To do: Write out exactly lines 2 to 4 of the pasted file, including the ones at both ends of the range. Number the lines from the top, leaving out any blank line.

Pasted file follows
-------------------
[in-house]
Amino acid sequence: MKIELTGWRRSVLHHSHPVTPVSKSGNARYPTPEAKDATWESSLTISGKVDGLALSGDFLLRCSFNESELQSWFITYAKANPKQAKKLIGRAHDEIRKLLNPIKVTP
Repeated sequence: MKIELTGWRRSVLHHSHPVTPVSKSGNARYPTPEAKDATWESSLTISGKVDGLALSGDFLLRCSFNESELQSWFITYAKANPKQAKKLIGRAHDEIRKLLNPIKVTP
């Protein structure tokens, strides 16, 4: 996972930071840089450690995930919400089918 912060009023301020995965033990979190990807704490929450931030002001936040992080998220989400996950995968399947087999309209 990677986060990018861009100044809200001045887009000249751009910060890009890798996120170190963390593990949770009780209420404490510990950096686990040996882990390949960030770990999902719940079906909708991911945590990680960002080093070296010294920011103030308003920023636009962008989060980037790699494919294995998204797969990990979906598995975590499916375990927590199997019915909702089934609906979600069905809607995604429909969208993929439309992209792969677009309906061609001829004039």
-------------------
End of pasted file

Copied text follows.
Amino acid sequence: MKIELTGWRRSVLHHSHPVTPVSKSGNARYPTPEAKDATWESSLTISGKVDGLALSGDFLLRCSFNESELQSWFITYAKANPKQAKKLIGRAHDEIRKLLNPIKVTP
Repeated sequence: MKIELTGWRRSVLHHSHPVTPVSKSGNARYPTPEAKDATWESSLTISGKVDGLALSGDFLLRCSFNESELQSWFITYAKANPKQAKKLIGRAHDEIRKLLNPIKVTP
């Protein structure tokens, strides 16, 4: 996972930071840089450690995930919400089918 912060009023301020995965033990979190990807704490929450931030002001936040992080998220989400996950995968399947087999309209 990677986060990018861009100044809200001045887009000249751009910060890009890798996120170190963390593990949770009780209420404490510990950096686990040996882990390949960030770990999902719940079906909708991911945590990680960002080093070296010294920011103030308003920023636009962008989060980037790699494919294995998204797969990990979906598995975590499916375990927590199997019915909702089934609906979600069905809607995604429909969208993929439309992209792969677009309906061609001829004039």